It was a Friday night, November 9, 2018, to be exact and I was standing on the balcony of my hotel room overlooking the lights of San Francisco. I was there for work (again) and as I looked out at the lights of the city, I thought: This is a beautiful scene before me. I’ve worked hard to earn my role as a top consultant at a premiere sales and leadership firm in the country.
My next thought was:
“I can’t do this anymore. I’m missing out on my life.”
I went into the shower, turned the water on hot, stood under the streaming water and I cried.
I cried for what I was missing out on at home.
I cried for feeling like I was trying my very best in every aspect of my life and yet I felt I was coming up short.
There were roles in my life that I knew I wasn’t being fully true to who I wanted to be.
Was I being the loving wife I wanted to be for my husband?
Was I being the daughter I wanted to be to my aging father?
Was I being the sister, aunt, and friend that I wanted to be?
Was I contributing to my community and causes the way I wanted to?
In my heart, I knew I wasn’t. And it was eating away at me.
And there was a voice inside me that kept asking: Are you creating a legacy? Are you really contributing in the way that you were created to contribute?
On the outside, I was a success. On the inside, I knew that was only a part of the story.
I wanted the whole story. I wanted a whole life.
I wanted to flourish in every part of my life that was important to me. Not just my career.
But even though I knew that to be true in my heart, the moment I thought it I felt the guilt seep into my soul. And even though I was standing in a hot shower, I felt the chill of that creep through my veins.
How could I give voice to what I wanted? Wasn’t that selfish?
I still had a mortgage.
I still had student loans from graduate school.
People depended on me.
Maybe it wasn’t so bad.
And shouldn’t I feel grateful?
I had a successful career. I had clients who loved me.
I got to use my strengths every day. I was very good at what I did.
I was paid well.
I lived in a beautiful place.
I was loved.
I was healthy.
Who was I not to be grateful? Now that was just something else that was wrong with me.
I doubled down on gratitude and told myself to suck it up. There were a lot of people worse off than me.
I reconnected with my purpose and my vision
I tried meditation
I became even more efficient with the time that I had at home
And while all these things helped a little bit, I still felt incomplete; and a little bit like a shallower version of my former self.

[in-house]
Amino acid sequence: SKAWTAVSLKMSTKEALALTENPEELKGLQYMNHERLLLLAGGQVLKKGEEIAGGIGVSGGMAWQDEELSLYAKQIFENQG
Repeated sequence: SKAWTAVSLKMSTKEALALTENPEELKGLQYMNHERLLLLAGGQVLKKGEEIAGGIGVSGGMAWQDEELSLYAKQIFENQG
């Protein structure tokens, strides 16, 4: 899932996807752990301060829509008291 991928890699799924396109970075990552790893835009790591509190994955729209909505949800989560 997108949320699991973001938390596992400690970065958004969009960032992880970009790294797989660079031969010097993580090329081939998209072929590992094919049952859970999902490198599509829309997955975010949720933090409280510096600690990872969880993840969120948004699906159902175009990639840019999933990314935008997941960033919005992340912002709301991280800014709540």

As I started seeing that in myself, I realized how many times I had heard that from others. In my roles as a sales coach, I’ve coached more than 3000 sales managers, leaders and reps over the years. While my work then was to help leaders and managers become effective coaches for their team, they would often mention how they felt successful in their career, but not always as much in their personal life.
When my experience clicked with what I’d heard from so many others, I knew I had to do something.I knew that I had to find a new way forward. I had to find something that worked.
That quest led me to the Positive Intelligence program (also known as mental fitness). Without hesitation, I can say that this program changed my life and I do NOT use the words lightly.
I have time for ALL the important things.
I know who I am in the roles that matter the most to me.
I have great clarity on what matters
I am present and connecting with others at a deep level again
My performance is at an even higher level — and I feel joy in it again.
And my stress and anxiety – that have bitten at my heels for decades – is gone. I finally understand what it feels like to be at ease and peace.
That doesn’t mean though that I’ve retired to a beach or something.
I still work hard. I am still busy – but busy on the right things and in the right ways. I contribute in meaningful ways.
My answer was to build mental fitness also known as Positive Intelligence.
What is mental fitness? It is the ability to respond to life’s challenges and opportunities with a positive mindset versus a negative, neutral or stressed mindset.
When we build our mental fitness, we can
- Take our performance to a new level
- Bring more of our best to everything we do
- Improve relationships at work and at home
- Increase our sense of happiness and well-being
- Become a better leader at work and at home
Because of the results that I experienced, I have become a mental fitness coach. The results that I’ve seen our clients achieve blows my mind and I’m completely delighted for them.
I believe that this is something that is extremely important in today’s environment. Over the next several newsletters, I’ll dive into the 3 mental fitness muscles that we need to build so that we can thrive in life.
If you want to learn more, faster, here’s a link to a 1 hour event I recently did on Mental Fitness and how to use it: https://www.bobbikahler.com/mentalfitnesslivereplay